Quebec Autoroute 73

Quebec Autoroute 73

Autoroute 73 (or A-73, also called Autoroute Robert-Cliche south of Quebec City, Autoroute Henri-IV from the Pierre-Laporte Bridge to the Autoroute Felix-Leclerc interchange and Autoroute Laurentienne to the north) is an important Autoroute in east-central Quebec, Canada. A-73 provides an important freeway connection to areas to the north and south of Quebec City, starting in the Beauce region and (currently) ending in the Laurentian Mountains north of Quebec City. Future extensions will take it farther north and south, into the Saguenay region and possibly to near the Maine border. Including concurrencies, A-73 is currently 116 km (72.1 mi) long.

A-73 currently begins at Route du Golf in Beauceville as a 4-lane freeway. It then narrows to a two-lane freeway. It widens again to a 4-lane freeway after 28 km (17.4 mi) in Sainte-Marie. Just after crossing A-20 in LĂ©vis, A-73 crosses the Pierre Laporte Bridge (the longest suspension bridge in Canada) into Quebec City. Since November 15, 2007, A-73 continues further south into Beauceville (Exit 61) and further extensions to Saint-Georges are under construction.

In September 2008, the Canadian Government announced that under its Building Canada infrastructure plan, it will allocate priority funding through a contribution totalling a maximum of $75 million for improvements to Autoroute Robert-Cliche which includes widening the remaining two-lane freeway to 4 lanes.

For 10 km (6.2 mi) through Quebec City, A-73 overlaps A-40, partially using A-73 exit numbers and partially using A-40 numbers. The routes split at a cloverleaf interchange, where A-73 joins the Autoroute Laurentienne (which in itself continues into downtown Quebec City, signed as Route 175 only but secretly known as Autoroute 973).

Heading north, A-73 continues as a multilane freeway north to Stoneham where it currently transitions into a brief two-lane freeway before converting to a 2-lane conventional highway as Route 175. However, extensions of A-73 are under construction; it will be a 4-lane freeway or at-grade expressway all the way north to Saguenay. It is unclear whether the long northern extension will be signed as A-73 or Route 175. It was completed to Stoneham by 2007 and Saguenay by 2011, except for a 3 km section just north of Stoneham that is due to be brought to freeway standards by 2013. Some of the sections just south of Saguenay were already being twinned as of early 2010. If the A-73 designation is extended to Saguenay it would likely terminate at Quebec Autoroute 70, currently the only autoroute in Quebec that does not directly connect to any other.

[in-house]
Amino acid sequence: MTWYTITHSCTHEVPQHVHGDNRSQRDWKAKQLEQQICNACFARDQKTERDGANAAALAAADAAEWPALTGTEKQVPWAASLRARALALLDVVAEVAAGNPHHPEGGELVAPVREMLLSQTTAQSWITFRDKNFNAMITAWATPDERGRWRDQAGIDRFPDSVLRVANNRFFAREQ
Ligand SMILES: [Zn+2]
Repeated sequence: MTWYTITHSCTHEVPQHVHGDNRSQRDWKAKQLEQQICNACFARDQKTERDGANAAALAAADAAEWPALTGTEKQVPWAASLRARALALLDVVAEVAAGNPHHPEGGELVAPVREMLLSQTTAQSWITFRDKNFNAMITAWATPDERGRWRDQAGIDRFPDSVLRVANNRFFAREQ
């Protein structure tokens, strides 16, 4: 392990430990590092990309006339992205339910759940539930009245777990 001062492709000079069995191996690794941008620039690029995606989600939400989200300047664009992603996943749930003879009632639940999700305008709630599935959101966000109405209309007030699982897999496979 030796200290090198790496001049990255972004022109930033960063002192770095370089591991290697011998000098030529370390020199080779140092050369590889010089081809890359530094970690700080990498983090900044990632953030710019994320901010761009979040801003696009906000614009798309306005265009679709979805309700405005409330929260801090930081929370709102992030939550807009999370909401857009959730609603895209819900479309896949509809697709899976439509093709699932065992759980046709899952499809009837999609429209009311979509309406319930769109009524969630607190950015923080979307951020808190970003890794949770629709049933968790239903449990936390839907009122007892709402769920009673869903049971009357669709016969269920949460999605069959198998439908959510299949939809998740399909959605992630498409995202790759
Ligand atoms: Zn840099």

Due to the alignment change and the fact that both sections continue for a short distance as Autoroutes, some have suggested that the Laurentienne section of A-73 (along with unsigned A-973) be given a new designation, the most common (and most logical due to the fact it would be replacing Route 175) suggestion is Autoroute 75. It is unlikely that it will take place however.

The designation Autoroute Robert-Cliche is named after a Quebec provincial New Democratic Party leader of the early 1960s. Robert Cliche also led an inquiry into Quebec trade union rights in 1974. A foundation in his name is dedicated to preserving the heritage of the Beauce region through which A-73 travels.

The Autoroute Laurentienne name is derived from the Laurentian Mountains region north of Quebec City, through which the northern extension of A-73 is planned.

Read more about Quebec Autoroute 73:  Interchanges From South To North

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Quebec Autoroute 73 - Interchanges From South To North
... Notre-Dame-des-Pins 53* 20e Rue (future interchange) Autoroute Robert-Cliche, south of Quebec City Beauceville 61 Route du Golf (current A-73 terminus) Saint-Joseph-de-Beauce 72 Route Lac-Vachon Route 276 ...